Veterans of all eras will be honored at the 37th Throggs Neck Veterans Day Parade on Nov. 14.
The event will kick off at 12 p.m. from Lafayette and Tremont avenues, turn left onto Randall Avenue, then stop at the Bicentennial Veterans Memorial Park, for a ceremony.
Joseph Goonan, a 77-year-old Bronxite, was chosen to be the grand marshal this year. He was born and raised in Parkchester, going through the St. Helena school system before ending up in City Island, where he has lived for the past 56 years.
“I’m a product of the Bronx,” he said.
Across 34 years, Goonan served in both the U.S. Navy from 1961-1965 and Army Reserve from 1976-2005, retiring as a chief warrant officer 4.
Goonan, a retired award-winning NYPD detective, is an active member of the Leonard H. Hawkins American Legion Post 156, where he has held various leadership positions. He is also involved with the organization on the state and federal levels. The veteran has made himself a familiar face on City Island, working with Boy Scouts, Little League and the Council of Leaders of Neighborhood Youth, a volunteer group that applied for funding to distribute to local youth organizations.
“From the committee perspective, we were very impressed with his qualifications,” said parade co-chair Ron Watson, a retired lieutenant colonel of the U.S. Marine Corps who served 22 years on active duty.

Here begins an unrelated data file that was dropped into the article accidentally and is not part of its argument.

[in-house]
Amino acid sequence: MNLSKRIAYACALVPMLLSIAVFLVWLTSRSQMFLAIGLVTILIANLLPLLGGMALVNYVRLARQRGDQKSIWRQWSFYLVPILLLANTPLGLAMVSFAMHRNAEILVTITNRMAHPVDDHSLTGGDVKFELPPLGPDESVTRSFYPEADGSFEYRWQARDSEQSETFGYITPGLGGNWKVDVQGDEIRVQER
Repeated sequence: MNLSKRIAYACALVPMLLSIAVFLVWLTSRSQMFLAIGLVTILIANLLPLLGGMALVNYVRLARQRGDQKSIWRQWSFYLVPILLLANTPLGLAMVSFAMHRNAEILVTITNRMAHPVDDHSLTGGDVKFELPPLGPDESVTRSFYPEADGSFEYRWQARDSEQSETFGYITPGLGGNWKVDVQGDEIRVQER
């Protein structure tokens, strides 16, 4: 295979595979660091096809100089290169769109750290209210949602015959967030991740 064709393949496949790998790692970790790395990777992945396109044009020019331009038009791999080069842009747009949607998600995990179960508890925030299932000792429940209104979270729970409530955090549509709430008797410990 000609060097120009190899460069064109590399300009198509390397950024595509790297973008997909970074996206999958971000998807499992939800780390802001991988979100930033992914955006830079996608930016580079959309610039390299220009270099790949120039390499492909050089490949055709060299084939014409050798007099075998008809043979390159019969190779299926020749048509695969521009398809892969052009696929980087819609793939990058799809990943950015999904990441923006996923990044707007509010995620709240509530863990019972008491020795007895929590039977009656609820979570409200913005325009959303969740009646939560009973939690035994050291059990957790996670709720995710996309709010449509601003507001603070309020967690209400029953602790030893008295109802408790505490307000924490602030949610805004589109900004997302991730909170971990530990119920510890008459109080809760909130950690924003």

Goonan, who hopes for great weather on Nov. 14 to attract a big turnout, wishes more people had a connection to the military. “We all write a blank check for that service,” he said. “Up to and including our lives.”
That being said, Goonan is looking forward to marching with fellow veterans, and for them to be recognized by the Bronx community, regardless of how much time they served. “A veteran should be recognized for their service, and not necessarily just on Veterans Day,” he said.
“Serving in the military is an honorable profession,” Watson said. “And as such, the American citizen is honor-bound to recognize those veterans that raise their right hand to serve in the U.S. military for a noble cause. And sometimes that cause is unpopular, but veterans, they salute sharply. And they conduct their mission, and that’s what we recognize on Veterans Day.”
Watson said politicians tend to emphasize the impacts of Post Traumatic Stress Disorder when talking about veterans, and wishes there was more discussion around the skillsets veterans bring to the civilian workforce.
“Military veterans, regardless of rank, offer tremendous value to the workforce,” he said. ” … If you’re hiring a vet you’re hiring a great American, someone that’s smart, that’s enthused, that will work hard, that will have a sense of urgency to accomplish the mission.”
Goonan agreed, and also pointed to healthcare for aging veterans, like those who served in World War II and the Korean War, and high rates of suicide, as key issues for veterans. He believes there both needs to be more resources for veterans at risk of committing suicide, and a better understanding of existing resources and warning signs. He pointed to the Department of Veterans Affairs (VA), American Legion and suicide prevention hotlines as sources of support.
“Too often, we think of being able to control our emotions and handle heartache as a badge of courage,” Watson added, saying it’s important to remove stigmas surrounding getting help.
He emphasized that there is work being done to help solve the crisis among veterans, like counseling, removal of guns, education and early intervention.
At the ceremony, 10 honorary marshals will be commemorated, and two living World War II veterans, Pvt. Anthony DiBartolo and Pvt. 1st Class Michael Morgan, will be honored.
Reach Aliya Schneider at email@example.com or (718) 260-4597. For more coverage, follow us on Twitter, Facebook and Instagram @bronxtimes.